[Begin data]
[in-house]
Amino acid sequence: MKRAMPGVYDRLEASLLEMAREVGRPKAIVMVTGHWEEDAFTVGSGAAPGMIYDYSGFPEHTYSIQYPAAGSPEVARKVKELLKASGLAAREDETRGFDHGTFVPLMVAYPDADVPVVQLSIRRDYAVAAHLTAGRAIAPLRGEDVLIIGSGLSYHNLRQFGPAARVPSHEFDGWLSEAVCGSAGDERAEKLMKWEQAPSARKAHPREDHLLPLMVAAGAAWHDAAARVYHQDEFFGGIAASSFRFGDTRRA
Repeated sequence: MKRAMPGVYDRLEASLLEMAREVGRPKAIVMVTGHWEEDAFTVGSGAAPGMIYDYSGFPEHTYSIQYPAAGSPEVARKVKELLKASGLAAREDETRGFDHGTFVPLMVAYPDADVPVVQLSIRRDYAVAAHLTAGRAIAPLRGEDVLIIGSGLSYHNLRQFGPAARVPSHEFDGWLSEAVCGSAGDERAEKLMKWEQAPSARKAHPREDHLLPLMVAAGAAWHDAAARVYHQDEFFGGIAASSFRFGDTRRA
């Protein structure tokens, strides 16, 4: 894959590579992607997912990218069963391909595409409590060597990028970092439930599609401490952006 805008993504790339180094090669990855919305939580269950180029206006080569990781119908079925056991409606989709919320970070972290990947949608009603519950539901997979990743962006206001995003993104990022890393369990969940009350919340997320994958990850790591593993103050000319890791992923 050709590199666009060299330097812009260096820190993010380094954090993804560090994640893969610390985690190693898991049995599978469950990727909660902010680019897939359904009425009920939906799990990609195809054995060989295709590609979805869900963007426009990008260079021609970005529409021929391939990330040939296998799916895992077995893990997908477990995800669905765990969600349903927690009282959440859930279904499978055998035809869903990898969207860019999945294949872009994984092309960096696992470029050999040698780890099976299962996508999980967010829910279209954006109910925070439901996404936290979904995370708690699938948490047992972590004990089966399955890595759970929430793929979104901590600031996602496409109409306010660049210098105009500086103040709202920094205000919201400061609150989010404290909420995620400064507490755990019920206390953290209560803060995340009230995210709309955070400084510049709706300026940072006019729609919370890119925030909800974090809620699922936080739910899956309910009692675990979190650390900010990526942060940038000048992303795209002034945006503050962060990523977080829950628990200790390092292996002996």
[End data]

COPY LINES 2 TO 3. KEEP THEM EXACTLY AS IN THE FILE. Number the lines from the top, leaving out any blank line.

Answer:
Amino acid sequence: MKRAMPGVYDRLEASLLEMAREVGRPKAIVMVTGHWEEDAFTVGSGAAPGMIYDYSGFPEHTYSIQYPAAGSPEVARKVKELLKASGLAAREDETRGFDHGTFVPLMVAYPDADVPVVQLSIRRDYAVAAHLTAGRAIAPLRGEDVLIIGSGLSYHNLRQFGPAARVPSHEFDGWLSEAVCGSAGDERAEKLMKWEQAPSARKAHPREDHLLPLMVAAGAAWHDAAARVYHQDEFFGGIAASSFRFGDTRRA
Repeated sequence: MKRAMPGVYDRLEASLLEMAREVGRPKAIVMVTGHWEEDAFTVGSGAAPGMIYDYSGFPEHTYSIQYPAAGSPEVARKVKELLKASGLAAREDETRGFDHGTFVPLMVAYPDADVPVVQLSIRRDYAVAAHLTAGRAIAPLRGEDVLIIGSGLSYHNLRQFGPAARVPSHEFDGWLSEAVCGSAGDERAEKLMKWEQAPSARKAHPREDHLLPLMVAAGAAWHDAAARVYHQDEFFGGIAASSFRFGDTRRA